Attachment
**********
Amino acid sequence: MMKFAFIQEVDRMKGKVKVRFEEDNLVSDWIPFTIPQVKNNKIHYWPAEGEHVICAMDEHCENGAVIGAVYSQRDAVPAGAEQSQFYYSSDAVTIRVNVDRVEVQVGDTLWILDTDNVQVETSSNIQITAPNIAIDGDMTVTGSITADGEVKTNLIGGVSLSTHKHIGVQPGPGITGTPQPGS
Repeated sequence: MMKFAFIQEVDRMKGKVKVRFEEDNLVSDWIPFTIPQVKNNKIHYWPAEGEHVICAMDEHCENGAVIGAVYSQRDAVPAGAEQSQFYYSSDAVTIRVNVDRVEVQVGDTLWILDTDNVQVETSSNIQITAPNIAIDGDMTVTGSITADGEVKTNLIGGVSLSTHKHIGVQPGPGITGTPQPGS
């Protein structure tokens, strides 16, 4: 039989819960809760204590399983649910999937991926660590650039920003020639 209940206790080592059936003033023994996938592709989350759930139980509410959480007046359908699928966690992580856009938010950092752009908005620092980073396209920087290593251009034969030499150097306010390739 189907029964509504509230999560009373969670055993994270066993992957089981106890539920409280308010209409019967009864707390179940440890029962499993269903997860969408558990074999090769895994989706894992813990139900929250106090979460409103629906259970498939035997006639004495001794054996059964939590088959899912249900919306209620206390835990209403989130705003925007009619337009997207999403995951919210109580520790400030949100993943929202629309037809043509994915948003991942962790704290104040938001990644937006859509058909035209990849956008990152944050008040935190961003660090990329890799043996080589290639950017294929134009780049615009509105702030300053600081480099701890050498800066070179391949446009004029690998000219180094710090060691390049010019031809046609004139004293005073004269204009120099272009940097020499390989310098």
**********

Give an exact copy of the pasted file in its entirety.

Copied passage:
Amino acid sequence: MMKFAFIQEVDRMKGKVKVRFEEDNLVSDWIPFTIPQVKNNKIHYWPAEGEHVICAMDEHCENGAVIGAVYSQRDAVPAGAEQSQFYYSSDAVTIRVNVDRVEVQVGDTLWILDTDNVQVETSSNIQITAPNIAIDGDMTVTGSITADGEVKTNLIGGVSLSTHKHIGVQPGPGITGTPQPGS
Repeated sequence: MMKFAFIQEVDRMKGKVKVRFEEDNLVSDWIPFTIPQVKNNKIHYWPAEGEHVICAMDEHCENGAVIGAVYSQRDAVPAGAEQSQFYYSSDAVTIRVNVDRVEVQVGDTLWILDTDNVQVETSSNIQITAPNIAIDGDMTVTGSITADGEVKTNLIGGVSLSTHKHIGVQPGPGITGTPQPGS
């Protein structure tokens, strides 16, 4: 039989819960809760204590399983649910999937991926660590650039920003020639 209940206790080592059936003033023994996938592709989350759930139980509410959480007046359908699928966690992580856009938010950092752009908005620092980073396209920087290593251009034969030499150097306010390739 189907029964509504509230999560009373969670055993994270066993992957089981106890539920409280308010209409019967009864707390179940440890029962499993269903997860969408558990074999090769895994989706894992813990139900929250106090979460409103629906259970498939035997006639004495001794054996059964939590088959899912249900919306209620206390835990209403989130705003925007009619337009997207999403995951919210109580520790400030949100993943929202629309037809043509994915948003991942962790704290104040938001990644937006859509058909035209990849956008990152944050008040935190961003660090990329890799043996080589290639950017294929134009780049615009509105702030300053600081480099701890050498800066070179391949446009004029690998000219180094710090060691390049010019031809046609004139004293005073004269204009120099272009940097020499390989310098």